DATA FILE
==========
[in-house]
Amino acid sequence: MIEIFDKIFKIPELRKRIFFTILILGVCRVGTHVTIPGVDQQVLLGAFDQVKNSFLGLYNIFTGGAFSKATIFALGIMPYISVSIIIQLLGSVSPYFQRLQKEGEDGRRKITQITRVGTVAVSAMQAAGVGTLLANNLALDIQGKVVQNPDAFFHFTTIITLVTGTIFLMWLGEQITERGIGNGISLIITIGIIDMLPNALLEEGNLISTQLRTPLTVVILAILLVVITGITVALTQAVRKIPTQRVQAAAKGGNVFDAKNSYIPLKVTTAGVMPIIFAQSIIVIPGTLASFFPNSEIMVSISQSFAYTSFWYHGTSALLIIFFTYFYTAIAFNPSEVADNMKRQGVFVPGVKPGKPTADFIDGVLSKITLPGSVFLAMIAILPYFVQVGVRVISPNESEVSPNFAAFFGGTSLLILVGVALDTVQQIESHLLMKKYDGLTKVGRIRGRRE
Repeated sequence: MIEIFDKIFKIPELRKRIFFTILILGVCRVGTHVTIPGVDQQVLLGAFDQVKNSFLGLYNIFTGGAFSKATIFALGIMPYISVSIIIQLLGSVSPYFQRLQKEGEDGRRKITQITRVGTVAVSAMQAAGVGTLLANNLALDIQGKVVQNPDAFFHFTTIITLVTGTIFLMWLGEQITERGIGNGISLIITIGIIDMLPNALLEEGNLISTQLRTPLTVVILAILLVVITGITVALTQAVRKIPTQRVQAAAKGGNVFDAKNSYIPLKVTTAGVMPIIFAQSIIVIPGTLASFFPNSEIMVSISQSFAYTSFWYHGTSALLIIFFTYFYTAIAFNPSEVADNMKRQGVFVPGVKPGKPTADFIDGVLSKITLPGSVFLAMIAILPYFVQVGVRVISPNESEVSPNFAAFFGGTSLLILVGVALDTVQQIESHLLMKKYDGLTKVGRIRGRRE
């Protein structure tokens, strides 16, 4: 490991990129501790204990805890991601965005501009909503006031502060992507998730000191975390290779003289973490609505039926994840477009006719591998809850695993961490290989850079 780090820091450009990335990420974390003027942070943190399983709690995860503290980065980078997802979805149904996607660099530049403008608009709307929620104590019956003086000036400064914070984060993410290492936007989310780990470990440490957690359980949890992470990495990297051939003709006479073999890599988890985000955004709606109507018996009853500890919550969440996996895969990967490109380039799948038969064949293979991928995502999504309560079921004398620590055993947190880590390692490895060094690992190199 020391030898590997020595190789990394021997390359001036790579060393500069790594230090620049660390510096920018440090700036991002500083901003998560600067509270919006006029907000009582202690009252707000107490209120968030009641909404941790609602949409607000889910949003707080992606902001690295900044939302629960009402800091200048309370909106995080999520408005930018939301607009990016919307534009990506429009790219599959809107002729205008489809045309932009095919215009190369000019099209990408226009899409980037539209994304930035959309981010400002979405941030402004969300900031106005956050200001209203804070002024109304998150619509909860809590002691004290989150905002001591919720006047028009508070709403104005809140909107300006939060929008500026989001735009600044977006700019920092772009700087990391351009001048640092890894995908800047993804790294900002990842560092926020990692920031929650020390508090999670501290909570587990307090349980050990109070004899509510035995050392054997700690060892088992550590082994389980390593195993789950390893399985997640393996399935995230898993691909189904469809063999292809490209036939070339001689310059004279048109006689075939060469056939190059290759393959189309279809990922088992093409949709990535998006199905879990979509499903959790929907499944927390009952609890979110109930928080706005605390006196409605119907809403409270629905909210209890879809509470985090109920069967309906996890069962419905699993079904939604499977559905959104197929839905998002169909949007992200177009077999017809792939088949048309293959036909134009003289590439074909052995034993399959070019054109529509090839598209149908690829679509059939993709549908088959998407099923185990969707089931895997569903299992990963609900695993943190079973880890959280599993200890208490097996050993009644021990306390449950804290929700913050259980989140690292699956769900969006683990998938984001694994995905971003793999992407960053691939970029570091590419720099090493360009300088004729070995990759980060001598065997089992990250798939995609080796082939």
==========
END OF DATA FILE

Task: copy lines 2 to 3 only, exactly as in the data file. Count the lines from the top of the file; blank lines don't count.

Amino acid sequence: MIEIFDKIFKIPELRKRIFFTILILGVCRVGTHVTIPGVDQQVLLGAFDQVKNSFLGLYNIFTGGAFSKATIFALGIMPYISVSIIIQLLGSVSPYFQRLQKEGEDGRRKITQITRVGTVAVSAMQAAGVGTLLANNLALDIQGKVVQNPDAFFHFTTIITLVTGTIFLMWLGEQITERGIGNGISLIITIGIIDMLPNALLEEGNLISTQLRTPLTVVILAILLVVITGITVALTQAVRKIPTQRVQAAAKGGNVFDAKNSYIPLKVTTAGVMPIIFAQSIIVIPGTLASFFPNSEIMVSISQSFAYTSFWYHGTSALLIIFFTYFYTAIAFNPSEVADNMKRQGVFVPGVKPGKPTADFIDGVLSKITLPGSVFLAMIAILPYFVQVGVRVISPNESEVSPNFAAFFGGTSLLILVGVALDTVQQIESHLLMKKYDGLTKVGRIRGRRE
Repeated sequence: MIEIFDKIFKIPELRKRIFFTILILGVCRVGTHVTIPGVDQQVLLGAFDQVKNSFLGLYNIFTGGAFSKATIFALGIMPYISVSIIIQLLGSVSPYFQRLQKEGEDGRRKITQITRVGTVAVSAMQAAGVGTLLANNLALDIQGKVVQNPDAFFHFTTIITLVTGTIFLMWLGEQITERGIGNGISLIITIGIIDMLPNALLEEGNLISTQLRTPLTVVILAILLVVITGITVALTQAVRKIPTQRVQAAAKGGNVFDAKNSYIPLKVTTAGVMPIIFAQSIIVIPGTLASFFPNSEIMVSISQSFAYTSFWYHGTSALLIIFFTYFYTAIAFNPSEVADNMKRQGVFVPGVKPGKPTADFIDGVLSKITLPGSVFLAMIAILPYFVQVGVRVISPNESEVSPNFAAFFGGTSLLILVGVALDTVQQIESHLLMKKYDGLTKVGRIRGRRE